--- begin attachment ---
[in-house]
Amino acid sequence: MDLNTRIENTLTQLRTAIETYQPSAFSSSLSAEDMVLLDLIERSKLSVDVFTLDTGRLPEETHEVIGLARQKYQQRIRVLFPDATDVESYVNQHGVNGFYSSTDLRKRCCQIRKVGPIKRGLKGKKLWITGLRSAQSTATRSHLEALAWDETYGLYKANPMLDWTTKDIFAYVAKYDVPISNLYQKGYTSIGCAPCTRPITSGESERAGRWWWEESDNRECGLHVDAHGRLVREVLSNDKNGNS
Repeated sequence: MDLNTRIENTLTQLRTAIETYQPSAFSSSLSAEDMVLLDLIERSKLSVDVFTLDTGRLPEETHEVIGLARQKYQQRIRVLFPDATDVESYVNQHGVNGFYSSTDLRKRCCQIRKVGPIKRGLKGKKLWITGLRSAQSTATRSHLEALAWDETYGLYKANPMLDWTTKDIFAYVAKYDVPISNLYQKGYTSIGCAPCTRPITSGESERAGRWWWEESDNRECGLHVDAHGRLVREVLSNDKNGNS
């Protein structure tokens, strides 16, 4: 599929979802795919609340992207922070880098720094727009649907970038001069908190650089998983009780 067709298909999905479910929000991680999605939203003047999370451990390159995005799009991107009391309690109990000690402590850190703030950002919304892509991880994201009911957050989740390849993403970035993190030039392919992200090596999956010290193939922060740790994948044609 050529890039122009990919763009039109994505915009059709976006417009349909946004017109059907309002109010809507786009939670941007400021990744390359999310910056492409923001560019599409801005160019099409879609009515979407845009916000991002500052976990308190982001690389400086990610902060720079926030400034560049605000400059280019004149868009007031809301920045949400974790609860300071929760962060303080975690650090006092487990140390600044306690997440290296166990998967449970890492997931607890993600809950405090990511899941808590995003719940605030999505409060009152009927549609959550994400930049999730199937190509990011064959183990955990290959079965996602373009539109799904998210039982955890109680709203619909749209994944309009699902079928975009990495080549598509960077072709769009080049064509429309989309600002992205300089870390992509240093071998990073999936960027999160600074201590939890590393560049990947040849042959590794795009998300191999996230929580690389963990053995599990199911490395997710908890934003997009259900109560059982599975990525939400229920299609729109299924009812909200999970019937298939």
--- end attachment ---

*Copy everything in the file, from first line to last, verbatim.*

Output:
[in-house]
Amino acid sequence: MDLNTRIENTLTQLRTAIETYQPSAFSSSLSAEDMVLLDLIERSKLSVDVFTLDTGRLPEETHEVIGLARQKYQQRIRVLFPDATDVESYVNQHGVNGFYSSTDLRKRCCQIRKVGPIKRGLKGKKLWITGLRSAQSTATRSHLEALAWDETYGLYKANPMLDWTTKDIFAYVAKYDVPISNLYQKGYTSIGCAPCTRPITSGESERAGRWWWEESDNRECGLHVDAHGRLVREVLSNDKNGNS
Repeated sequence: MDLNTRIENTLTQLRTAIETYQPSAFSSSLSAEDMVLLDLIERSKLSVDVFTLDTGRLPEETHEVIGLARQKYQQRIRVLFPDATDVESYVNQHGVNGFYSSTDLRKRCCQIRKVGPIKRGLKGKKLWITGLRSAQSTATRSHLEALAWDETYGLYKANPMLDWTTKDIFAYVAKYDVPISNLYQKGYTSIGCAPCTRPITSGESERAGRWWWEESDNRECGLHVDAHGRLVREVLSNDKNGNS
């Protein structure tokens, strides 16, 4: 599929979802795919609340992207922070880098720094727009649907970038001069908190650089998983009780 067709298909999905479910929000991680999605939203003047999370451990390159995005799009991107009391309690109990000690402590850190703030950002919304892509991880994201009911957050989740390849993403970035993190030039392919992200090596999956010290193939922060740790994948044609 050529890039122009990919763009039109994505915009059709976006417009349909946004017109059907309002109010809507786009939670941007400021990744390359999310910056492409923001560019599409801005160019099409879609009515979407845009916000991002500052976990308190982001690389400086990610902060720079926030400034560049605000400059280019004149868009007031809301920045949400974790609860300071929760962060303080975690650090006092487990140390600044306690997440290296166990998967449970890492997931607890993600809950405090990511899941808590995003719940605030999505409060009152009927549609959550994400930049999730199937190509990011064959183990955990290959079965996602373009539109799904998210039982955890109680709203619909749209994944309009699902079928975009990495080549598509960077072709769009080049064509429309989309600002992205300089870390992509240093071998990073999936960027999160600074201590939890590393560049990947040849042959590794795009998300191999996230929580690389963990053995599990199911490395997710908890934003997009259900109560059982599975990525939400229920299609729109299924009812909200999970019937298939």